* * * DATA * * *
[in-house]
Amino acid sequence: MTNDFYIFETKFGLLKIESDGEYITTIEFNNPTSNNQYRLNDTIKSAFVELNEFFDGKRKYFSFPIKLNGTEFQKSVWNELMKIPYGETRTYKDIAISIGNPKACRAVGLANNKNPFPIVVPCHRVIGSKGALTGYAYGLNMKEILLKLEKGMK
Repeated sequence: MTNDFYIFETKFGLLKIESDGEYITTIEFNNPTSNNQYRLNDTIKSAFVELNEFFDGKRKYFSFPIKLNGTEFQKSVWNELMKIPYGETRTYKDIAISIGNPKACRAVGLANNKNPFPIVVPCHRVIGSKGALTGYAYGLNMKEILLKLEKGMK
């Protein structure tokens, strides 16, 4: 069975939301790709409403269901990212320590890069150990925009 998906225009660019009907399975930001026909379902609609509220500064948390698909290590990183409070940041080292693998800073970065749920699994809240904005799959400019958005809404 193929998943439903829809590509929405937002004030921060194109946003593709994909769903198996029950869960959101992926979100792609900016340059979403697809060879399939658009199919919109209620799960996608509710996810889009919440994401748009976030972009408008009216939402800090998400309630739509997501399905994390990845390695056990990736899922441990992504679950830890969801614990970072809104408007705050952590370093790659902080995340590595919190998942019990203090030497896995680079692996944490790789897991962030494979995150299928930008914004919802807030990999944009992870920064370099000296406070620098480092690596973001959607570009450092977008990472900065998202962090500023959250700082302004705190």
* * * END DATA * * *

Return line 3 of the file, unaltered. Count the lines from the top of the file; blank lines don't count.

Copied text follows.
Repeated sequence: MTNDFYIFETKFGLLKIESDGEYITTIEFNNPTSNNQYRLNDTIKSAFVELNEFFDGKRKYFSFPIKLNGTEFQKSVWNELMKIPYGETRTYKDIAISIGNPKACRAVGLANNKNPFPIVVPCHRVIGSKGALTGYAYGLNMKEILLKLEKGMK